The Null Device

Posts matching tags 'starbucks'

2008/8/1

In the wake of Starbucks' Napoleonically epic retreat from Australia, The (Melbourne) Age has a piece on Melbourne's indomitable coffee culture, which apparently goes back long before mass Italian immigration in the 1950s and the resulting espresso boom:

In his entries on coffee and coffee palaces in the Encyclopedia of Melbourne, [historian Andrew Brown-May] retells the beginnings of Melbourne's coffee culture, traced back to the street stalls of the 1850s that offered caffeine hits to rushed city workers, then re-emerging as continental coffee houses in the interwar years of the 1920s and 1930s.
By the 1950s, the influx of Italian migrants had helped redefine coffee for Melbourne once again, serving it up in espresso cups instead of percolators. Yet two of the key proponents of the espresso bar were father and son team Harry and Peter Bancroft, Anglo-Australians who in 1953 secured the rights to manufacture Gaggia coffee machines and set up a cafe in St Kilda.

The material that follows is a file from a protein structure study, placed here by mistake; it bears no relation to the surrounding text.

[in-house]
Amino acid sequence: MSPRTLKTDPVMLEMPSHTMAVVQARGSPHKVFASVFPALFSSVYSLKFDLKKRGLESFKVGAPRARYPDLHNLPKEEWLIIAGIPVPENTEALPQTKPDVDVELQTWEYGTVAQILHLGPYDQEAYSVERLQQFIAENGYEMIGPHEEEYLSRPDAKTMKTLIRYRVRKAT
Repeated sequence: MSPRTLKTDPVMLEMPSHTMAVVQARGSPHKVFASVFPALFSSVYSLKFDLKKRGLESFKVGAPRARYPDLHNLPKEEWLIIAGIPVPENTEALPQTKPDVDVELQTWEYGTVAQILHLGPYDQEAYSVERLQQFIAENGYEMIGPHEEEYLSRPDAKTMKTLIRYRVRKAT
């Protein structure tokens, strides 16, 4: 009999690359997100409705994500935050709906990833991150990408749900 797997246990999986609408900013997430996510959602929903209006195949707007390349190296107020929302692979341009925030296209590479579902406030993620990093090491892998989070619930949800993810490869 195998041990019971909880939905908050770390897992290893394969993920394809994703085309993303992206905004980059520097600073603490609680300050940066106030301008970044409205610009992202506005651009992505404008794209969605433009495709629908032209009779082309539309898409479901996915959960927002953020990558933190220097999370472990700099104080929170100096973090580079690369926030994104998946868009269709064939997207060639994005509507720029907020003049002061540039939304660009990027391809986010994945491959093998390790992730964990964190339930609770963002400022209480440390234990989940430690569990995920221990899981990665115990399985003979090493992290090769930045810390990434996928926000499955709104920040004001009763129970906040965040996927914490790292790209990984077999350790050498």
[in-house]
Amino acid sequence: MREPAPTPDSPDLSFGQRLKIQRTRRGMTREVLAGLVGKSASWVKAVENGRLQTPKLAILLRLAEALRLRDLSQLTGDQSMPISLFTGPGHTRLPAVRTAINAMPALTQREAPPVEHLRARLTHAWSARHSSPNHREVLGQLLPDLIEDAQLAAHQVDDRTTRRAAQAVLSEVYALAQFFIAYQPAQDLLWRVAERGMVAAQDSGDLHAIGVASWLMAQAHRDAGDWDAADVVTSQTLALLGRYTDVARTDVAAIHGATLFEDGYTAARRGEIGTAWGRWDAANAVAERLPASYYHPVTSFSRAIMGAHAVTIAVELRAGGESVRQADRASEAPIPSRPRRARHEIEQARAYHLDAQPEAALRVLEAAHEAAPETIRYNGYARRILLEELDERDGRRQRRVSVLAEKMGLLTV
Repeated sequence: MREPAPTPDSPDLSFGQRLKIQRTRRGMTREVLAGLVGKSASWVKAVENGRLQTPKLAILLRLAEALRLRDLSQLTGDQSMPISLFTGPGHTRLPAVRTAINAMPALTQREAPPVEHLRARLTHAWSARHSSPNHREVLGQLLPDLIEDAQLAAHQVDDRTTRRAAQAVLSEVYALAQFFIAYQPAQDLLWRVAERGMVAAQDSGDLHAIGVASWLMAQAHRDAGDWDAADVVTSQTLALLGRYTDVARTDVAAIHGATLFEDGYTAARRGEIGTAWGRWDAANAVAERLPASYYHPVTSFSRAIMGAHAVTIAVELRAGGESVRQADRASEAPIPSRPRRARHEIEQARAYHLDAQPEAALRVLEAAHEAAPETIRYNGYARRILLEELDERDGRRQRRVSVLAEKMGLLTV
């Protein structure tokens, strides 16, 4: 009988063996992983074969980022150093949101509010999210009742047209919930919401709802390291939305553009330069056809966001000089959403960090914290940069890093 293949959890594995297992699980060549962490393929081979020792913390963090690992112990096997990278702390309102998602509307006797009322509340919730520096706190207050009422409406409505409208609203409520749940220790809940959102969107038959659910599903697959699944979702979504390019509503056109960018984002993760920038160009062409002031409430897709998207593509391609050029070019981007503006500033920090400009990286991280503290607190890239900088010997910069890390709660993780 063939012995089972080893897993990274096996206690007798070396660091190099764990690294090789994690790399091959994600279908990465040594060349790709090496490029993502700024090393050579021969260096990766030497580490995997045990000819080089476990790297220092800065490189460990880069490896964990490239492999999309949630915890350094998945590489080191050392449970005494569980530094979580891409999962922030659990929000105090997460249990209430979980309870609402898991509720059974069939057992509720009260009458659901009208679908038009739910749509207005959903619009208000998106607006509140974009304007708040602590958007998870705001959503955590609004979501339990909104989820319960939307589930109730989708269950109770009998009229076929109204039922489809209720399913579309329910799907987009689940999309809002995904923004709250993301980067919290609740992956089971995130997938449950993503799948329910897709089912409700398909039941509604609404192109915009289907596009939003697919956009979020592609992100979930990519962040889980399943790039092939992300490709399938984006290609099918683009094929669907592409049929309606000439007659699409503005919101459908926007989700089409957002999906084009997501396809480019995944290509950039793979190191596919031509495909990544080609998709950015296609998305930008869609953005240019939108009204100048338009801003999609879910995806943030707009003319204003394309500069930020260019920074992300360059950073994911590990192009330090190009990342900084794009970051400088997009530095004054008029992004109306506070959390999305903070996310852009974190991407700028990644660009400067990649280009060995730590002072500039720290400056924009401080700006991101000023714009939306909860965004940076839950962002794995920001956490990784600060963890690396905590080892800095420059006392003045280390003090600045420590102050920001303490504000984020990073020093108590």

I didn't know that they actually made Gaggia machines in Australia. You learn something new every day.

The article then points out that narratives framing the vanquishment of Starbucks in simple plucky-Aussies-vs.-Yankee-imperialists terms aren't entirely accurate; rather, it's a case of Starbucks sowing the seeds of their own defeat by not acknowledging that the café-culture experience they were trading on is essentially one of differentiation from the mainstream, and that a Starbucks in every suburban shopping mall destroyed a lot of the cachet behind the brand; it's the "nobody goes there anymore; it's too crowded" phenomenon that poisons cultural trends (from musical genres to fashions—think the trucker hat, the "Hoxton fin" haircut, or anything labelled "indie" in the UK) as soon as they become successful.